# Why Nobody Should Mention the Drake Equation

**“Howard**: Are you familiar with the Drake Equation?

**Sheldon**: The one that estimates the odds of making contact with extraterrestrials by calculating the product of an increasingly restrictive series of fractional values such as those stars with planets, and those planets likely to develop life? N equals R times FP times NE times FL times FI times FC times L?

[pause]

**Howard**: Yeah, that one.” – Big Bang Theory

Although the purpose of the Drake Equation is to estimate the number of alien civilisations with which we could potentially make contact, in truth we have absolutely no idea how many alien civilisations are out there.

The Drake Equation looks like this:

One can obtain an estimate for N by coming up with sensible estimates for each of the parameters to the right of the equals sign.

The original estimates Drake and his colleagues calculated back in 1961 varied wildly. At the minimum, it was estimated that 20 contactable civilisations existed in our galaxy. At the most, Drake estimated there to be 50,000,000.

Astronomy, Astrophysics, and Biology have all come a long way since the time when the Drake equation was thought up, but despite new, modern estimates for each of the parameters in the Drake equation, the overall estimate still varies wildly.

There are two main reasons why I think the Drake equation should never be used to argue for how many alien civilisations exist in our galaxy.

First of all, the disagreement over the values for each individual parameter means that the estimates produced by the equation have a ridiculously large range. If our estimates fall into such a large range, it’s clear we really have no idea what sort of value is correct.

Secondly, there are obviously important considerations that haven’t been made – there are terms missing in the equation.

## A Range of Estimates is No Estimate

One might’ve thought that in the 57 years since the Drake Equation was concocted, we would’ve obtained more definite values for the parameters in the Equation. Whilst this may be true for some of them, on the whole the modern estimates for N actually vary more than they did in 1961!

Some parameters have become more fixed in the modern day: NASA have a fairly fixed estimate for the rate of star production now, putting it at 1.5-3 stars produced in our galaxy per year.

Several of the parameters however are extremely controversial. The proposed value for the fraction of planets that can go on to support intelligent life varies from about 10^-9 to 1. This is an astronomical disagreement – 10 whole orders of magnitude difference. To put this into perspective, this kind of disagreement is like the difference between the length of a bacterium and the circumference of the entire Earth.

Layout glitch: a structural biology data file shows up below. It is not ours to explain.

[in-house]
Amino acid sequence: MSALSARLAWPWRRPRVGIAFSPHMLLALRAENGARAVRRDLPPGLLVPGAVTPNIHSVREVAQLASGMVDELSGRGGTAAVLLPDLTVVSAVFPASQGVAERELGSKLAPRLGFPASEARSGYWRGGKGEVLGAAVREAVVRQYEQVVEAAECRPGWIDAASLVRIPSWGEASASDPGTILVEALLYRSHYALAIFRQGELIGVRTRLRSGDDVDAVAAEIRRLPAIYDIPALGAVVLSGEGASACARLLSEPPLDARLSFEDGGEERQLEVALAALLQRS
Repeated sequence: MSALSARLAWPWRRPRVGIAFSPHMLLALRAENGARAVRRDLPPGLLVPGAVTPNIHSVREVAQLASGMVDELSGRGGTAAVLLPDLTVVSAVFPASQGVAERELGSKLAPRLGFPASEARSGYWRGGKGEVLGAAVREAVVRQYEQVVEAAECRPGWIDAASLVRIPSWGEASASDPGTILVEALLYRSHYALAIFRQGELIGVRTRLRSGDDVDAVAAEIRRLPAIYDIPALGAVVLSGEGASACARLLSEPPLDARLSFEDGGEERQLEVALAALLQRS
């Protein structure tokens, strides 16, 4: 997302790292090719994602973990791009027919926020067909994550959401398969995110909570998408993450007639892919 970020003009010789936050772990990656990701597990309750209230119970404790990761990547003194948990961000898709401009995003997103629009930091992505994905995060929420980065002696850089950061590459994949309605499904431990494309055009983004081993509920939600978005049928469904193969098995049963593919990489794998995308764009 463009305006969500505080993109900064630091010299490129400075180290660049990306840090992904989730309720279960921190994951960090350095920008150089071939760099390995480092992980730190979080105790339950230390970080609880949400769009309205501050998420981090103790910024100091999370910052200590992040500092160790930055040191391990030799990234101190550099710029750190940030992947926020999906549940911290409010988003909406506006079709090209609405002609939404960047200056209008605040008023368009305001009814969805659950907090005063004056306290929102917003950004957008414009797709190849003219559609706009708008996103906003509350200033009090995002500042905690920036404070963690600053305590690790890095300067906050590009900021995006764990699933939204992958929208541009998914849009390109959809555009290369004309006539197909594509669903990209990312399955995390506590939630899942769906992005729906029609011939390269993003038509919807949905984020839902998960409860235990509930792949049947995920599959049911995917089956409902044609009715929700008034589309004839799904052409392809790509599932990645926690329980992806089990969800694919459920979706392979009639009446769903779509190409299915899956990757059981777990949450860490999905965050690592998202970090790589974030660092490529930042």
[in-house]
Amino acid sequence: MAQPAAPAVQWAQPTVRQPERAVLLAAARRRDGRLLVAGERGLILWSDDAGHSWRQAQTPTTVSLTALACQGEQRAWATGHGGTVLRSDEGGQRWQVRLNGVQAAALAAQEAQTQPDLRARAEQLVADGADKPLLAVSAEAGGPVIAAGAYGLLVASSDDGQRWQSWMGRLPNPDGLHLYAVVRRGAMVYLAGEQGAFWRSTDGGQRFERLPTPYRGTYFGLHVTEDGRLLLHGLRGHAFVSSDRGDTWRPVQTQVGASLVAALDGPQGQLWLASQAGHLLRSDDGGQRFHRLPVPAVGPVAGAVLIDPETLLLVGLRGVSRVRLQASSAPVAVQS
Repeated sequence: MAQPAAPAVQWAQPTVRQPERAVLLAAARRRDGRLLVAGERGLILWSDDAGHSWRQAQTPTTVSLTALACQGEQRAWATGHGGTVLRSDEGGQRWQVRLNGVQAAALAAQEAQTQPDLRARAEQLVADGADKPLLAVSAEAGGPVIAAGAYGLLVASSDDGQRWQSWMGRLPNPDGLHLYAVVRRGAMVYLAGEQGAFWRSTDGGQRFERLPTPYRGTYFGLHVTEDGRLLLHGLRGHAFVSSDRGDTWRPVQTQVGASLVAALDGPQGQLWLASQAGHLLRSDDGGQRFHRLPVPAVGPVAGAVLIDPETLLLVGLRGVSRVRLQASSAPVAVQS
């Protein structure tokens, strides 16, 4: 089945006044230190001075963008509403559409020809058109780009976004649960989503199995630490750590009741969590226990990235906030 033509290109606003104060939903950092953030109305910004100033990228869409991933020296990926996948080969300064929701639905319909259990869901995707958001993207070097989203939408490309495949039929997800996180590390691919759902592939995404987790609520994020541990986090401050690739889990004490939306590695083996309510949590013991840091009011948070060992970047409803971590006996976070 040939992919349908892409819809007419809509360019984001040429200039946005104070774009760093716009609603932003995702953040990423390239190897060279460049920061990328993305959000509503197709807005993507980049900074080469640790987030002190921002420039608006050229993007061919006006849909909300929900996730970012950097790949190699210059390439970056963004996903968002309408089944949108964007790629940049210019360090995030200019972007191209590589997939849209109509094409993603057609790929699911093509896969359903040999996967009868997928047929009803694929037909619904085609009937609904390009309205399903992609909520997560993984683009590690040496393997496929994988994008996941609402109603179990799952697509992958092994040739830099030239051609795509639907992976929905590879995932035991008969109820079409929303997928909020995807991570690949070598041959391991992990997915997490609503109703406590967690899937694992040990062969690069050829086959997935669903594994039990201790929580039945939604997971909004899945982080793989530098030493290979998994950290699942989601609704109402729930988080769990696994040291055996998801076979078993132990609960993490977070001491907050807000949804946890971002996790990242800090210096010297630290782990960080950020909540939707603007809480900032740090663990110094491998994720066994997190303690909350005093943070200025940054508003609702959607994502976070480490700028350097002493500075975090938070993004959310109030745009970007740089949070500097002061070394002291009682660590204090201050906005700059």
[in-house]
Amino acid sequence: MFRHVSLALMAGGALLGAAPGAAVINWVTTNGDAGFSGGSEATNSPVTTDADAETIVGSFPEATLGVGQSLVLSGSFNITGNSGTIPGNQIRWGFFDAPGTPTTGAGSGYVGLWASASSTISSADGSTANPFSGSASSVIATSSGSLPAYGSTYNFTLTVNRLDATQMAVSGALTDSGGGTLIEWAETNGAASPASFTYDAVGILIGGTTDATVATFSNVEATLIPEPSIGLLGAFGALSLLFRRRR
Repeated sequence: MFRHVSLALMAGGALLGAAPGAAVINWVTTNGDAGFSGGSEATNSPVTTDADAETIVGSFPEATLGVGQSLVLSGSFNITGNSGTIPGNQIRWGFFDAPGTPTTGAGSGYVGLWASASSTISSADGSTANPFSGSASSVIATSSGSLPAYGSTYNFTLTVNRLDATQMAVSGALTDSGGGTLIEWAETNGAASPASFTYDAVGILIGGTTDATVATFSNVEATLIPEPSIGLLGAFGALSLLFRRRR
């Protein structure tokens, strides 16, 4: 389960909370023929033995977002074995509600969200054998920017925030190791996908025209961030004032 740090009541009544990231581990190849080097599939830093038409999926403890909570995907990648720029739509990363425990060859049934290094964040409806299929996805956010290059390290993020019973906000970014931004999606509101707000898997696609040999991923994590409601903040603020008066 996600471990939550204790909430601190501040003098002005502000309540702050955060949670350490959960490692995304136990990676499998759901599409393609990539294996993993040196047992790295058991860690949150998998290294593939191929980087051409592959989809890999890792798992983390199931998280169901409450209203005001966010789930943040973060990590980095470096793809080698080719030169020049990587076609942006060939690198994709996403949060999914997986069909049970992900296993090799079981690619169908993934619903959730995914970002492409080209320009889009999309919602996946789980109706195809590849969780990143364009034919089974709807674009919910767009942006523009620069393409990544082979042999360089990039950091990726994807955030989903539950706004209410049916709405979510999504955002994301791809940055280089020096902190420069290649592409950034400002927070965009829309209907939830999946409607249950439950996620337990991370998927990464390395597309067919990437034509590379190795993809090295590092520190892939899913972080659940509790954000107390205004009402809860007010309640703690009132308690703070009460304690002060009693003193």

The difference in opinion comes from putting emphasis on different things to do with how we evolved on planet Earth. Those who give fi a low value make the argument that seeing as we’re the only intelligent form of life to have evolved on an Earth that has supported countless other species, the probability of intelligent life forming must be very low. Those who give fi a value close to 1 (certainty) maintain that evolution creates more complex life over time and that it’s inevitable that intelligent life will form on a planet already harbouring life.

It will come as no surprise, given this discrepancy, that the estimates for N vary from about 10^-10 (meaning there are virtually no alien civilisations) to 15,600,000 civilisations in our galaxy.

I don’t think I’m saying anything controversial here when I claim that this shows we have absolutely no idea how many alien civilisations are out there.

## We Have No Idea How Fast Evolution Occurs

The Drake equation may contain a parameter for the fraction of planets that develop intelligent life, but there’s nothing in the Drake Equation to account for how long it may take intelligent life to form.

The truth is that we have no idea how quickly on average intelligent life develops. We know how quickly we developed, but we are just a single data point – you can’t extrapolate from a single datum.

It could be the case that we’ve evolved exceptionally fast, far faster than expected, meaning we may be the first intelligent civilisation to have existed ever. On the flip side, we may have taken a much longer time to evolve than the average and so there may be thousands of advanced civilisations out there ignoring us because we’re too primitive.

Whatever the case may be, until we’ve met a few civilisations, there is no accurate estimate we can make for how long it takes civilisations to evolve, and hence we can make no accurate estimate for the number of civilisations in our galaxy.

*It shocks me that anyone still takes the Drake Equation seriously. It was a nice first estimate back in 1961, but in reality we have absolutely no idea just how many aliens are out there, we don’t even have a reasonable guess.*

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